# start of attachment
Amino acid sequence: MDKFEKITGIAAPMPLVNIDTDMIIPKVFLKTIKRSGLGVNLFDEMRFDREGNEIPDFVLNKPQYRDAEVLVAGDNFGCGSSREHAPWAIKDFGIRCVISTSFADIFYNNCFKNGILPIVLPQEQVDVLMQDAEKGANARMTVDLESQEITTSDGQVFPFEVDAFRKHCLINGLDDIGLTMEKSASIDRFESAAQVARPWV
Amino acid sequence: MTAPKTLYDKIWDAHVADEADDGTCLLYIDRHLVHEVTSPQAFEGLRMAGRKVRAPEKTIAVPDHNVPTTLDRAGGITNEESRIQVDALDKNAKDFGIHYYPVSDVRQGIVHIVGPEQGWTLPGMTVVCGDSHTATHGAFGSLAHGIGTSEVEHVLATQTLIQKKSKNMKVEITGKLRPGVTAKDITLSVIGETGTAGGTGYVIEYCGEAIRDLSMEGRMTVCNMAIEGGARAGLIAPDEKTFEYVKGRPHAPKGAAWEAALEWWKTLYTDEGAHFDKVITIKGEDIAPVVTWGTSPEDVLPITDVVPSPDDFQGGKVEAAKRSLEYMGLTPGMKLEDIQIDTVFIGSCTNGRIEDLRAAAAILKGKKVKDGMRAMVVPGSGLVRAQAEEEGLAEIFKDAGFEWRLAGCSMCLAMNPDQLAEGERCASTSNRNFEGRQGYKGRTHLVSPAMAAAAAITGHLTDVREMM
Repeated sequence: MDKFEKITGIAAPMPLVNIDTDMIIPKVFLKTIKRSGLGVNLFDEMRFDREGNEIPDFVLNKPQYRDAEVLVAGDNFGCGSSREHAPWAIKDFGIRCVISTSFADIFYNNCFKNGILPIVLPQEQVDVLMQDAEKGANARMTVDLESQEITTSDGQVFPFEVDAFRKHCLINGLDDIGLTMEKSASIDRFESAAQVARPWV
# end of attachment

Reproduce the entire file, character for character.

Amino acid sequence: MDKFEKITGIAAPMPLVNIDTDMIIPKVFLKTIKRSGLGVNLFDEMRFDREGNEIPDFVLNKPQYRDAEVLVAGDNFGCGSSREHAPWAIKDFGIRCVISTSFADIFYNNCFKNGILPIVLPQEQVDVLMQDAEKGANARMTVDLESQEITTSDGQVFPFEVDAFRKHCLINGLDDIGLTMEKSASIDRFESAAQVARPWV
Amino acid sequence: MTAPKTLYDKIWDAHVADEADDGTCLLYIDRHLVHEVTSPQAFEGLRMAGRKVRAPEKTIAVPDHNVPTTLDRAGGITNEESRIQVDALDKNAKDFGIHYYPVSDVRQGIVHIVGPEQGWTLPGMTVVCGDSHTATHGAFGSLAHGIGTSEVEHVLATQTLIQKKSKNMKVEITGKLRPGVTAKDITLSVIGETGTAGGTGYVIEYCGEAIRDLSMEGRMTVCNMAIEGGARAGLIAPDEKTFEYVKGRPHAPKGAAWEAALEWWKTLYTDEGAHFDKVITIKGEDIAPVVTWGTSPEDVLPITDVVPSPDDFQGGKVEAAKRSLEYMGLTPGMKLEDIQIDTVFIGSCTNGRIEDLRAAAAILKGKKVKDGMRAMVVPGSGLVRAQAEEEGLAEIFKDAGFEWRLAGCSMCLAMNPDQLAEGERCASTSNRNFEGRQGYKGRTHLVSPAMAAAAAITGHLTDVREMM
Repeated sequence: MDKFEKITGIAAPMPLVNIDTDMIIPKVFLKTIKRSGLGVNLFDEMRFDREGNEIPDFVLNKPQYRDAEVLVAGDNFGCGSSREHAPWAIKDFGIRCVISTSFADIFYNNCFKNGILPIVLPQEQVDVLMQDAEKGANARMTVDLESQEITTSDGQVFPFEVDAFRKHCLINGLDDIGLTMEKSASIDRFESAAQVARPWV